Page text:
Incidentally, interconnect layers 5 other than the electrode layer are formed simultaneously with the formation of the electrode layer in the same way as with the electrode layer. Through conductors 4 such as via-hole conductors and through-hole conductors for connecting the electrode layer and the interconnect layer or for connecting the interconnect layers together are also formed. The through conductors are formed by using means, such as burying a conductor paste in through holes by printing and press-filling. The conductor paste for through conductors is obtained by making a conductor material powder into a paste. The through holes are formed in a glass-ceramic green sheet by punching, laser processing and the like before forming the electrode layers and interconnect layers by printing. The same metal as with the above-described conductor paste can be used in the conductor paste for through conductors. However, glass is added as required in order to improve the adhesion between the through conductors and the insulating substrate. If the amount of glass decreases, gaps and voids are generated between the through conductors and the insulating substrate, thereby causing defects such as a decrease in substrate's mechanical strength. For example, the same glass as that blended to the glass-ceramic green sheet can be used as this glass.

For methods of forming the electrode layer and the interconnect layer, in addition to the above-described method by which a conductor paste is printed, a method, which involves directly forming a metal layer in the shape of a prescribed pattern on a green sheet by the plating method, the vapor deposition method and the like, or another method, which involves transferring on a green sheet a thick conductor film formed in the shape of a prescribed pattern by printing, metal foil formed in the shape of a prescribed pattern and a metal film formed in the shape of a prescribed pattern by the plating method, the vapor deposition method and the like, may be used.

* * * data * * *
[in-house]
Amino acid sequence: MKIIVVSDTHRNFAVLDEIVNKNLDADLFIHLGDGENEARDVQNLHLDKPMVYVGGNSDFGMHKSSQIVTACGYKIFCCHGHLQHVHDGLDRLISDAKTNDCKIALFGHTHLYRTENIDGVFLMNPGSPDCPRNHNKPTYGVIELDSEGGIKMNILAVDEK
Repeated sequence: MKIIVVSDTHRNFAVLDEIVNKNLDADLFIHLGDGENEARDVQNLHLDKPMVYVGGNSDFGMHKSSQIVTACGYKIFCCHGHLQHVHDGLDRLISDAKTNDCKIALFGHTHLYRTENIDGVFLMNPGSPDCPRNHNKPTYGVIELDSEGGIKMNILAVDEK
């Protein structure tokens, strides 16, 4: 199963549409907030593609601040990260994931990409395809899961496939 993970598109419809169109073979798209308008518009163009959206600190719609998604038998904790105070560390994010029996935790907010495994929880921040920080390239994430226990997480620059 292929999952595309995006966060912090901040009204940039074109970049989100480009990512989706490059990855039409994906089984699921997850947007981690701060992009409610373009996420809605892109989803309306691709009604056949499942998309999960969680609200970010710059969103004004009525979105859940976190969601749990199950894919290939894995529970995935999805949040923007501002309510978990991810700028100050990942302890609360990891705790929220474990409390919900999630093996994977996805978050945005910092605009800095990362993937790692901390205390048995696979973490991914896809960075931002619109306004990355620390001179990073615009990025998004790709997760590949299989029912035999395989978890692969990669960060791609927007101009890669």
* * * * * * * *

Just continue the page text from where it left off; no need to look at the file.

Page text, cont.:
For methods of forming a dielectric layer on the electrode layer formed on a glass-ceramic green sheet, a method, which involves forming a dielectric layer by printing a dielectric paste by the screen printing method, the gravure printing method and the like, or another method, which involves fabricating a dielectric green sheet by the doctor blade method, the lip coater method, the die coater method and the like by use of a dielectric paste as a slurry and stacking this green sheet on a glass-ceramic green sheet on which an electrode layer is formed, may be used.

In forming an electrode layer further on top of a formed dielectric layer, the same method as with the above-described formation of the electrode layer is adopted. In the step of fabricating a laminate of glass-ceramic green sheets, which will be describe later, it is possible to adopt a method by which an electrode layer is formed beforehand on the bottom surface of a glass-ceramic green sheet which is to be stacked on an upper part of the capacitor area and the electrode layer is stacked so as to match the position of the dielectric layer. In the case of the method which involves laminating a dielectric green sheet, it is possible to laminate a dielectric green sheet, on the top surface of which an upper electrode layer is formed beforehand, by performing positioning.

In order to further increase capacitance, the capacitor area may be formed in such a manner that multiple dielectric layers and electrode layers are alternately stacked.

Next, a laminate of glass-ceramic green sheets is fabricated by positioning and stacking multiple glass-ceramic green sheets including a glass-ceramic green sheet in which the capacitor area is formed, and then pressure-bonding the glass-ceramic green sheets. Pressure bonding is performed by applying pressures of 3.0 to 8.0 MPa or so, and heating is performed at 35 to 80° C., as required. In order to obtain the sufficient bond properties of the green sheets which are bonded together, it is possible to apply an adhesive which is prepared by mixing a solvent and a binder to the green sheets.